I have indeed seen the Zogby poll, which of course has no bearing on the state of the election, since it is not a scientific poll. It is an internet poll, only marginally better than what you see at KATU or The O in their sidebar. The scientific polling shows Ted broadening his lead, one he has always had.

    What evidence are you using to claim that an ass like Savage is influential with independent voters? And how does exhorting conservative voters address them in the first place?

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    We're getting a press release ready, and I'll post the link here when it's up.

    Our projection is for a 2006 turnout in Oregon almost precisely what we saw in 2002, adjusted for population growth. The lines are following each other almost precisely.

    I'd amend Kari's comments in two ways. First, more than 30 states now allow some sort of early voting, and the figures look like they will constitute 30%-40% of the voters in those states. (For example, look at the secretary of state websites in TN, TX, FL, and IA, all of which post early voting stats).

    On Kari's second comment, there is definite evidence of a novelty effect after 1996. We had a lot of early voters and then the figures declined. But they have not followed the pattern that he describes, where more and more voters hold their ballots.

    The figures are pretty clear--the level of early voting responds to the campaign environment. (See Figure 3 in this paper ).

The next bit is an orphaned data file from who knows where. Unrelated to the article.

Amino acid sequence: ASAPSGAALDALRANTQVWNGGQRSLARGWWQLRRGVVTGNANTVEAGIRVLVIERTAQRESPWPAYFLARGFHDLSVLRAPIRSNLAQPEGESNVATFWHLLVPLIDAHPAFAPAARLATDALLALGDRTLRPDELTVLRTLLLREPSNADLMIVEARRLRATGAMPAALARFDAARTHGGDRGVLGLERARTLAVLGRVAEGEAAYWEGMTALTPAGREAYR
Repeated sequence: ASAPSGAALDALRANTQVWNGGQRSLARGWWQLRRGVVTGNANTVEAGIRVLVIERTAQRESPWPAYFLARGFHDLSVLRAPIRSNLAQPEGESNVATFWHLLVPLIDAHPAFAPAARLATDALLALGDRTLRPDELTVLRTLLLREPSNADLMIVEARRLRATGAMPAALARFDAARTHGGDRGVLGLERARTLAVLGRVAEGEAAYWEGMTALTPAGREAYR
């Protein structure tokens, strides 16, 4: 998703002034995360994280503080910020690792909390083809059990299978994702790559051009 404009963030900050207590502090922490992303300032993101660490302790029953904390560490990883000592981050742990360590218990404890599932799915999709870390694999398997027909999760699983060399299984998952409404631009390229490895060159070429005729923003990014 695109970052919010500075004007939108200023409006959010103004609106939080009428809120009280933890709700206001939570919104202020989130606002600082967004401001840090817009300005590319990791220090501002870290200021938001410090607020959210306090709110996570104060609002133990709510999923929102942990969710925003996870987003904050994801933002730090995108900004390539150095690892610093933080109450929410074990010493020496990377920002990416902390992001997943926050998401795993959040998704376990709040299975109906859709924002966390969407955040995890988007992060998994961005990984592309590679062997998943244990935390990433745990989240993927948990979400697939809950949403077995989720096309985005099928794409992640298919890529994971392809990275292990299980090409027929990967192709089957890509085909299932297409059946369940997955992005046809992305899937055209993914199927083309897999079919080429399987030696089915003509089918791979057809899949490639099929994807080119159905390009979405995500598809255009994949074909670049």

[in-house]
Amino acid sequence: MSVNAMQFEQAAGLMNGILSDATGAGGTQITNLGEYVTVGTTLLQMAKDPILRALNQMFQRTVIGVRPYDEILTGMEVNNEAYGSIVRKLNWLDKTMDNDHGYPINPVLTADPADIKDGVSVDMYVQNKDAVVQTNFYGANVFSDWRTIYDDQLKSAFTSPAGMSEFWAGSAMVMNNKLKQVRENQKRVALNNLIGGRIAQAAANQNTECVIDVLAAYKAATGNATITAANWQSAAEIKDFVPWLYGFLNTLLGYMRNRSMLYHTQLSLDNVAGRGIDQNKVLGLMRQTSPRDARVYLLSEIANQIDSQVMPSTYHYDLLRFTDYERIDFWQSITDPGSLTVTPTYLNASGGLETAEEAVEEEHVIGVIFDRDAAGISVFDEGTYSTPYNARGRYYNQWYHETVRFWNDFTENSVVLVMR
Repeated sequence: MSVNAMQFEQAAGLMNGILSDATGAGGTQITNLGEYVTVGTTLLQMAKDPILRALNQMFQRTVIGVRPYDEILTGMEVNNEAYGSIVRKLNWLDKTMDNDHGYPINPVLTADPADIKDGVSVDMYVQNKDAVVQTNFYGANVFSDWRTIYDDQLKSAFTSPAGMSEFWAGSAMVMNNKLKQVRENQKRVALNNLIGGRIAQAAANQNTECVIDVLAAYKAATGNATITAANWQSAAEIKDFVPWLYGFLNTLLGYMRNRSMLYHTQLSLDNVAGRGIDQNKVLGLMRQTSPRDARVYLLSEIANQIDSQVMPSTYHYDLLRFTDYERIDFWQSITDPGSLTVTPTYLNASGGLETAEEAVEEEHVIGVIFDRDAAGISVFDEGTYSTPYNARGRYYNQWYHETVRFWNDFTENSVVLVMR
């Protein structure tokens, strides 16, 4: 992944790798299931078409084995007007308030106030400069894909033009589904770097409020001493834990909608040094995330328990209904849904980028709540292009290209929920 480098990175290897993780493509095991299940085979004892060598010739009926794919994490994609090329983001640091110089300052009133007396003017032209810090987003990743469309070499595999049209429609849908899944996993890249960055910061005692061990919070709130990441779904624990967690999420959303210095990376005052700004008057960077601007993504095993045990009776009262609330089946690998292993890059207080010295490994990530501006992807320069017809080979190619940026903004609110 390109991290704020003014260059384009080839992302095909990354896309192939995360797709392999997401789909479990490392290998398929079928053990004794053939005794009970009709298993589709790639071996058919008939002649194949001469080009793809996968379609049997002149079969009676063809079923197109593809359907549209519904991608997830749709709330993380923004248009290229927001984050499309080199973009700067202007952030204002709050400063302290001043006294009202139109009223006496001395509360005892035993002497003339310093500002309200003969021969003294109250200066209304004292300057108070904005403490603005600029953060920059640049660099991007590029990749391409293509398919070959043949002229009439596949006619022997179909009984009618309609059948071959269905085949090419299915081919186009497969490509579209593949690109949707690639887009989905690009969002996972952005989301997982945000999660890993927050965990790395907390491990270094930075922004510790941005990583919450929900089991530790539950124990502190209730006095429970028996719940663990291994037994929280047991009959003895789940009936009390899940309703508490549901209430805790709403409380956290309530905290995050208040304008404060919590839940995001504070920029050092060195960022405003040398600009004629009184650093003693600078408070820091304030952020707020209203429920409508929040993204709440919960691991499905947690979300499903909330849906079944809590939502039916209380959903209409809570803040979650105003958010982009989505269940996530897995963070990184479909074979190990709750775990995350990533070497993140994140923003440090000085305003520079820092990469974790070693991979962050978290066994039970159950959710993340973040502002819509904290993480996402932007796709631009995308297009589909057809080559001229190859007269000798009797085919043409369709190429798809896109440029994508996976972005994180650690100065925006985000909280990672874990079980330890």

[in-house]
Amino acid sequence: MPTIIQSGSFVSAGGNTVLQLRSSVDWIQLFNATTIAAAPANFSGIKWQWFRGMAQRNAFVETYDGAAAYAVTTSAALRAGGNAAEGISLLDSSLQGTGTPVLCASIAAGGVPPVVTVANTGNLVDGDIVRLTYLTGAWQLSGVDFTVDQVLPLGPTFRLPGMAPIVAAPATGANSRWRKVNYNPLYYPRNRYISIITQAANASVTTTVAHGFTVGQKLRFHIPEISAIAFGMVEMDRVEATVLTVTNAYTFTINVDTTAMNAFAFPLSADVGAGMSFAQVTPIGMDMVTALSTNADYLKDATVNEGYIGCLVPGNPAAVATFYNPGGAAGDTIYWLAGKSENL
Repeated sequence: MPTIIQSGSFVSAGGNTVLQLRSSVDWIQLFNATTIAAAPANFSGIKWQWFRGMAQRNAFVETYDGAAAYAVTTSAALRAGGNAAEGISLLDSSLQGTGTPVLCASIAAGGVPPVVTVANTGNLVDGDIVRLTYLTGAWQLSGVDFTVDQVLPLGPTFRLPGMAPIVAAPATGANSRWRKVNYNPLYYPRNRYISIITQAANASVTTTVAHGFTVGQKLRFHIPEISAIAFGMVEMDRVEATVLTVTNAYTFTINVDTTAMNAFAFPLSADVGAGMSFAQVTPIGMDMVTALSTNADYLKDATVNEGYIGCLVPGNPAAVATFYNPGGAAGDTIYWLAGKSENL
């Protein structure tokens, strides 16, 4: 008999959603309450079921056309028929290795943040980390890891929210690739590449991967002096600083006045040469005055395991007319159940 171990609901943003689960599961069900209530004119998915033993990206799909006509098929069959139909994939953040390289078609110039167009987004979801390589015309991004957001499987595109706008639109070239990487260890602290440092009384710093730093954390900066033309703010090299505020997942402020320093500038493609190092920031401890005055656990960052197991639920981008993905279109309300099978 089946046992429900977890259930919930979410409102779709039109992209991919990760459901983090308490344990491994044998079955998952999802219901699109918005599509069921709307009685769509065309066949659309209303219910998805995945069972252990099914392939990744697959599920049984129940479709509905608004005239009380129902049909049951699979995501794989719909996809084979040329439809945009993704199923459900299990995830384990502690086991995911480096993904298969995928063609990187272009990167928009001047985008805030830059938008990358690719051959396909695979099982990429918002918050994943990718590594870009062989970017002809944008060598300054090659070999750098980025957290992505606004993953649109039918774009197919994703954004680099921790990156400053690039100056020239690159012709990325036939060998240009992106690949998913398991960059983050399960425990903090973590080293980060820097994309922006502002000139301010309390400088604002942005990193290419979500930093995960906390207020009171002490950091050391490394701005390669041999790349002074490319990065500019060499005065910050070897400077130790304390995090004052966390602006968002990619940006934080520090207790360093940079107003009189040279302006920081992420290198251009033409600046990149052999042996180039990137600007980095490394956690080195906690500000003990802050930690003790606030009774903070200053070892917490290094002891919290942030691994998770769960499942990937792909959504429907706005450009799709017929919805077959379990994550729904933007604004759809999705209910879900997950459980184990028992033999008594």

• dan (unverified)

    The wealthiest amoung us?

    Come on TJ, even you are aware that the majority of households have equity ownership.

    What do you think funds your generous, taxpayer funded PERS investments? Tax receipts being invested into stocks and stock funds, that's what.


    What makes you an expert on polling? Just curious, you blow hard on the subject. Does this mean you've critiqued the exit polls that have been so wrong in the past (the basis of bogus left wing elections complaints in the past).


    What evidence do I have that Savage is influential.

    <h1>1) his audience is large in sheer size</h1> <h1>2) Liberals here in PDX tried to get KXL to drop him a few years back. This would only happen if the feared he might have some type of influence .</h1>

    He, Rush, and Lars have more influence then Hair (Chapter 11) America could ever dream of.


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    Dan-- equity ownership is but one piece of the puzzle. Income, estate and capital gains taxes also greatly favor the wealthy in terms of revenue used to fund it. Secondly, no one in his right mind equates holding some form of an equity as part of a massive set of funds, with holding tens or hundreds of thousands of actual shares that produce dividends taxed at low rates.